Anyway, job stuffs aside, there are a couple of points in the book at are immediately relevant to my current situation. The first is finding the meaning in stress so that it is enhancing to meeting your goals rather than just stressful, and the second is that to see setbacks as temporary and within your control to fix, rather than permanent and out of your control. These are interesting because the more positive mode is where I fell naturally when I was going through my move and divorce: adrenaline, keep fighting even though you're tired, get up when you're knocked down, fight, fight, fight, because I was convinced that the finish line was near. Now I'm getting a little bit of fighter mode kicking in, but mostly I'm just tired and over it, because after a year, I'm no longer so convinced that things are temporary and under my control as I was year ago. After so many times of thinking that I was almost to the finish line and speeding up, I don't fully believe that the finish line exists.

On the last lap of a 'cross race I always find myself checking off each obstacle or hard section and telling myself it is the last time through. A little mental celebration every two minutes or so makes the pain more manageable. So here are the things that I currently see as the hard sections standing between myself and the finish line that I'm trying to reach:
1) Collect the rent check of my subletter, which I was supposed to receive last week.
2) Continue to attend work for the rest of the week when I don't want to.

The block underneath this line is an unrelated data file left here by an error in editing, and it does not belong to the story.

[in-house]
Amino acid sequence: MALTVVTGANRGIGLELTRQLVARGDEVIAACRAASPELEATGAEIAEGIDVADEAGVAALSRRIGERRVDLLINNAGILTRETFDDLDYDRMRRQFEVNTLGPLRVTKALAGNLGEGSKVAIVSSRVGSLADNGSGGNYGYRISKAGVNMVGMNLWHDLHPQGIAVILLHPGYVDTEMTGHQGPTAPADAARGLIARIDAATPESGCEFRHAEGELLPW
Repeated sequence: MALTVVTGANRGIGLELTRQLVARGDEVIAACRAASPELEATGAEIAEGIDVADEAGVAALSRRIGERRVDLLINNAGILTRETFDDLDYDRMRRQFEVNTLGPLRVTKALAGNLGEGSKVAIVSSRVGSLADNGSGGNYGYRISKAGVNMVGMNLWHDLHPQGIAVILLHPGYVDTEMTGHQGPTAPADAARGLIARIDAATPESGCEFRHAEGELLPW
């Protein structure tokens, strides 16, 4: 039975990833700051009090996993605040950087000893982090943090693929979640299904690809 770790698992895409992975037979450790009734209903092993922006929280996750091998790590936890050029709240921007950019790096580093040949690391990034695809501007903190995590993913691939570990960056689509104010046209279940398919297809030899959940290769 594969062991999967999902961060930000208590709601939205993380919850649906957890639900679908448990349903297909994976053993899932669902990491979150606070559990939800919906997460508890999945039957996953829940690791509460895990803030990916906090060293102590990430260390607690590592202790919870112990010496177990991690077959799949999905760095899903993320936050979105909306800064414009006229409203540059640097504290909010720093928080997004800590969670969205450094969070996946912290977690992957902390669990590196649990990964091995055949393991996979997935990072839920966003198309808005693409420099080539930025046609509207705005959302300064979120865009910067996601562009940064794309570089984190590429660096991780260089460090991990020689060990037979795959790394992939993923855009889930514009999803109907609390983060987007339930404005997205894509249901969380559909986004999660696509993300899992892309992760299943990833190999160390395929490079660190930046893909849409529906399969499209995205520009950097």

3) Continue to work out for the rest of the week when I don't want to.
4) Continue to cook and eat normal meals for myself the rest of the week even though it'd be easier to live souly on bananas and almond butter.
5) Final pre-move haircut and dentist appointment.
6) Drive me and the kitties to Pennsylvania on Saturday.
7) Three weeks of settling in stuff, starting new job, and living as a squatter while I do my best to establish as much of a routine as I can and start rebuilding my fitness.
8) Once I'm *almost* in a routine, go to a work conference in Orlando from Sunday-Thursday.
9) Two days after that, drive to Indiana on Saturday, load my stuff, and drive back to Pennsylvania and put it in the new apartment.
10) Go to work exhausted on Monday morning and drag myself through the workweek after hella busy week before with no time to recover.
11) Try to get new apartment in order during the evening after tired-ass work and training all day. Honestly, I'm really going to rely on boyfriend support through this section.
12) Make it the next Friday night, sleep a whole a freakin' bunch, and wake up at approximately 9 a.m. on Saturday May 10.